There is one study (Soares, 1991) of data entry clerks in a public sector data processing centre in Brazil. This found evidence of problems in arms, upper back, and legs. A significant number of workers were certified as having tenosynovitis, with a larger number displaying the symptoms indicating this condition. Soares notes that the work of these keyboard operators is extremely controlled, with talking and mobility prohibited. Although chair heights were adjustable, the back rests were not. Although the screens were not adjustable, few workers reported problems with their vision, which the researcher suggested may be because they spend less than half of their time watching the screen. Soares also suggests that the high levels of stress, irritability and exhaustion are linked to the facts that women have to do domestic work at home rather than rest and recover from their work-related strains, that they routinely do overtime, and that they spend considerable time commuting to work.
Clearly more research is necessary to assess the extent of health problems among keyboard operatives in LDCs, and particular attention must be paid to the specifics of their working routines, tasks and allied problems. In the light of the Australian literature and other studies it is possible to suggest what the parameters of the problems may be.
First, activities in which standards of productivity and speed are the basis for payment, job security, and promotion are likely to be those in which the risk of RSI is greater. However, offshore data entry facilities may in fact be less pressurised than large workplaces in the public or corporate sector, if a continuous flow of work cannot be guaranteed.6 This is an important observation, since it means that the location and nature of the activity cannot in themselves be used to predict the risk of the workforce, without an accurate assessment of the particular labour process.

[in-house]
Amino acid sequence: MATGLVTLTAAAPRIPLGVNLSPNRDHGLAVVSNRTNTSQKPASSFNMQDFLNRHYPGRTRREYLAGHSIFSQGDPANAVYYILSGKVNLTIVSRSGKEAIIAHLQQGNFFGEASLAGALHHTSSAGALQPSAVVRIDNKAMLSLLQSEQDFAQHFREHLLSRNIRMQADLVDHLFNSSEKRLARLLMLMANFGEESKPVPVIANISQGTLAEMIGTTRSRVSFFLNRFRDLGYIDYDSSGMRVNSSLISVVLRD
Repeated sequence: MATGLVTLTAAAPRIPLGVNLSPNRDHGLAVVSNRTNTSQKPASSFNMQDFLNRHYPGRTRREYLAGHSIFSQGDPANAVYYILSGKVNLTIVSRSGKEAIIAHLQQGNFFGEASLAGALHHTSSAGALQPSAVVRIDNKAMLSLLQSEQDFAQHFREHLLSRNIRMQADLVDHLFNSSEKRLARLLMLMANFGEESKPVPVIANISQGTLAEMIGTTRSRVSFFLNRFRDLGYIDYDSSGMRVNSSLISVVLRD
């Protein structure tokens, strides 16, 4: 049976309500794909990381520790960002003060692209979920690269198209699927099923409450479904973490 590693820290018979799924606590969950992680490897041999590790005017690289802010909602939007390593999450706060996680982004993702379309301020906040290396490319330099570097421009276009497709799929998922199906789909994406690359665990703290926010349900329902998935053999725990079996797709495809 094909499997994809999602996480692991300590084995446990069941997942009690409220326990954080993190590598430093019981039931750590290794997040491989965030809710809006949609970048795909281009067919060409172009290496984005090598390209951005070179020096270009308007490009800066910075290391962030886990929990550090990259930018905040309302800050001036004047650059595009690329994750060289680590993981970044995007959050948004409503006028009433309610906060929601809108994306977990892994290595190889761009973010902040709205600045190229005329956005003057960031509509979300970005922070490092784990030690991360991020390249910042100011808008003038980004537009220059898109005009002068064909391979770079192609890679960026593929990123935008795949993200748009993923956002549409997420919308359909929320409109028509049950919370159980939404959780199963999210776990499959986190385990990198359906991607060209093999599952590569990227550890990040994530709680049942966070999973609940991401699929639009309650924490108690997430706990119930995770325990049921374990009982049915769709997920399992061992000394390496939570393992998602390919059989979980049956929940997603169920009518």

Second, we need to take into account that in many countries the widespread introduction of new technology in large corporations coincides with privatization, the deprotection of workers, and the introduction of new forms of work organization (see, e.g. Ng, 1991: pp. 3740). It is necessary to distinguish between the nature of the technology, the nature of the task and the ways in which the workers are required to carry out the task.
The context in which information technology is introduced will make a difference to the degree to which women have any leverage over how their work is organized and controlled, and the implications of such employment cannot be predicted a priori. There are three possibilities: the intensification; decomposition; or recomposition of existing gender and other social relations (Elson and Pearson, 1984). To give just one example, there are plans to promote computers in Saudi Arabia to increase the home-based employment opportunities of tertiary educated women, in order to maintain their seclusion (Kingdom of Saudi Arabia, n.d.).
Third, the extent to which formal worker protection by trade unions is a useful predictor of protection from the health risks of new technology is debatable. There is evidence from the Australian literature that, having been extremely helpful in the earlier phases of the Australian epidemic, the unions failed to combat attempts to psychologize the condition, and have not taken up the long-term issue of what happens to expelled and injured workers (Meekosha and Jakubowicz, 1991). The study carried out by the RSI sufferers reports that 60 per cent found their union to be unhelpful (ACT RSI, 1992). Ng (1991: pp. 36-7) also reports that the union did not see the health and safety protection of women workers as a priority.
But we should also be clear that information technology workers cannot necessarily be expected to take direct action on health hazards. L. Harris (1989) reports that women workers in an American chemical factory in County Mayo, Ireland, refused to take industrial action although they knew that the raw material they worked with had been banned elsewhere because of its supposed carcinogenic qualities. These workers had taken action on other grievances, such as equal pay, but they recognized that the location of the company in Ireland, and thus their employment, was the direct result of the health hazard they were being exposed to. Many information technology workers are in a similar position: they may or may not be informed about the risks of such employment, and may or may not have some bargaining power to address their concerns, but their response is mediated by a complex set of objectives including the need to earn an income and the benefits they obtain from employment in terms of association, socializing and status.